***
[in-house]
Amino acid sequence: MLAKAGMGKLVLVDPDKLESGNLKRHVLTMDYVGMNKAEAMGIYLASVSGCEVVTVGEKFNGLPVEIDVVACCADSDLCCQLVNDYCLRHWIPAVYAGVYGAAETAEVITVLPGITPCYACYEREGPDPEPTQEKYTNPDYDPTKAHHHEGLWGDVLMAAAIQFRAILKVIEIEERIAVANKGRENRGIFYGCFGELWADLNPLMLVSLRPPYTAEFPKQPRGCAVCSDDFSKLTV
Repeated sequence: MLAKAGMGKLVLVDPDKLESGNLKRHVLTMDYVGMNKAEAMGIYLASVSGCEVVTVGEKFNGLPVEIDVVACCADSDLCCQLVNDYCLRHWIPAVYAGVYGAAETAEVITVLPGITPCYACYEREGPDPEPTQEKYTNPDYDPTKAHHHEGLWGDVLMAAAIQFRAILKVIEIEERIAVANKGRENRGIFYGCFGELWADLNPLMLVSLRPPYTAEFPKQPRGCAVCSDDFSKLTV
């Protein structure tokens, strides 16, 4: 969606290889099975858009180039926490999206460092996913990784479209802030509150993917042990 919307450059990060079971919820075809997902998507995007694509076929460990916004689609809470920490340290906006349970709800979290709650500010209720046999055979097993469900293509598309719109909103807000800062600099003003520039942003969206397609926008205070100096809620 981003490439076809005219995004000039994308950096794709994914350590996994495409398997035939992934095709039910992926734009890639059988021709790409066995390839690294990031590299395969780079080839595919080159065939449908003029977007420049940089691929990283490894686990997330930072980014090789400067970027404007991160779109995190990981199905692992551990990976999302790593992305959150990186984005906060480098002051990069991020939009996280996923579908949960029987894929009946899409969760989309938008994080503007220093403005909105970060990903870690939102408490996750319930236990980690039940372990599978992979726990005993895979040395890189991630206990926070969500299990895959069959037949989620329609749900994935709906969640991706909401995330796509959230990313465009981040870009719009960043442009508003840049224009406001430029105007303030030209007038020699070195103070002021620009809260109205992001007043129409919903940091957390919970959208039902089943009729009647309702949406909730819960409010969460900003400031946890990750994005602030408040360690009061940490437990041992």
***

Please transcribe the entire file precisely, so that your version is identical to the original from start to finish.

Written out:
[in-house]
Amino acid sequence: MLAKAGMGKLVLVDPDKLESGNLKRHVLTMDYVGMNKAEAMGIYLASVSGCEVVTVGEKFNGLPVEIDVVACCADSDLCCQLVNDYCLRHWIPAVYAGVYGAAETAEVITVLPGITPCYACYEREGPDPEPTQEKYTNPDYDPTKAHHHEGLWGDVLMAAAIQFRAILKVIEIEERIAVANKGRENRGIFYGCFGELWADLNPLMLVSLRPPYTAEFPKQPRGCAVCSDDFSKLTV
Repeated sequence: MLAKAGMGKLVLVDPDKLESGNLKRHVLTMDYVGMNKAEAMGIYLASVSGCEVVTVGEKFNGLPVEIDVVACCADSDLCCQLVNDYCLRHWIPAVYAGVYGAAETAEVITVLPGITPCYACYEREGPDPEPTQEKYTNPDYDPTKAHHHEGLWGDVLMAAAIQFRAILKVIEIEERIAVANKGRENRGIFYGCFGELWADLNPLMLVSLRPPYTAEFPKQPRGCAVCSDDFSKLTV
């Protein structure tokens, strides 16, 4: 969606290889099975858009180039926490999206460092996913990784479209802030509150993917042990 919307450059990060079971919820075809997902998507995007694509076929460990916004689609809470920490340290906006349970709800979290709650500010209720046999055979097993469900293509598309719109909103807000800062600099003003520039942003969206397609926008205070100096809620 981003490439076809005219995004000039994308950096794709994914350590996994495409398997035939992934095709039910992926734009890639059988021709790409066995390839690294990031590299395969780079080839595919080159065939449908003029977007420049940089691929990283490894686990997330930072980014090789400067970027404007991160779109995190990981199905692992551990990976999302790593992305959150990186984005906060480098002051990069991020939009996280996923579908949960029987894929009946899409969760989309938008994080503007220093403005909105970060990903870690939102408490996750319930236990980690039940372990599978992979726990005993895979040395890189991630206990926070969500299990895959069959037949989620329609749900994935709906969640991706909401995330796509959230990313465009981040870009719009960043442009508003840049224009406001430029105007303030030209007038020699070195103070002021620009809260109205992001007043129409919903940091957390919970959208039902089943009729009647309702949406909730819960409010969460900003400031946890990750994005602030408040360690009061940490437990041992």